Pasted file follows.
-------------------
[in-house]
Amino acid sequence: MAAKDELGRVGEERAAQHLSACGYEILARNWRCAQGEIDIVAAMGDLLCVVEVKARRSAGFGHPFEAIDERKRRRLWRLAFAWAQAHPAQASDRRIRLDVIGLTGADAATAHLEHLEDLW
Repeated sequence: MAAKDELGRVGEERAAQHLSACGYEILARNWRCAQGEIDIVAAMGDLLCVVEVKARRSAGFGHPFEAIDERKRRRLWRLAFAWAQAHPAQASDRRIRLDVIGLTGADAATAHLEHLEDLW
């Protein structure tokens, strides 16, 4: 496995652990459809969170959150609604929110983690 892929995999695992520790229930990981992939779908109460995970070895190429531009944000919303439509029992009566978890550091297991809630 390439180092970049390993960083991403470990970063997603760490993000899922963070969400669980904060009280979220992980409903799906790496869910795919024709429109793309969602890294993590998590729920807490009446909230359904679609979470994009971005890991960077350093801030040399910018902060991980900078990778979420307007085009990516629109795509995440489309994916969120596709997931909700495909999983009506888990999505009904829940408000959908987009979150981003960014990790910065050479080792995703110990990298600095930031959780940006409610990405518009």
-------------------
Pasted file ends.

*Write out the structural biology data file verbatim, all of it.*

[in-house]
Amino acid sequence: MAAKDELGRVGEERAAQHLSACGYEILARNWRCAQGEIDIVAAMGDLLCVVEVKARRSAGFGHPFEAIDERKRRRLWRLAFAWAQAHPAQASDRRIRLDVIGLTGADAATAHLEHLEDLW
Repeated sequence: MAAKDELGRVGEERAAQHLSACGYEILARNWRCAQGEIDIVAAMGDLLCVVEVKARRSAGFGHPFEAIDERKRRRLWRLAFAWAQAHPAQASDRRIRLDVIGLTGADAATAHLEHLEDLW
């Protein structure tokens, strides 16, 4: 496995652990459809969170959150609604929110983690 892929995999695992520790229930990981992939779908109460995970070895190429531009944000919303439509029992009566978890550091297991809630 390439180092970049390993960083991403470990970063997603760490993000899922963070969400669980904060009280979220992980409903799906790496869910795919024709429109793309969602890294993590998590729920807490009446909230359904679609979470994009971005890991960077350093801030040399910018902060991980900078990778979420307007085009990516629109795509995440489309994916969120596709997931909700495909999983009506888990999505009904829940408000959908987009979150981003960014990790910065050479080792995703110990990298600095930031959780940006409610990405518009």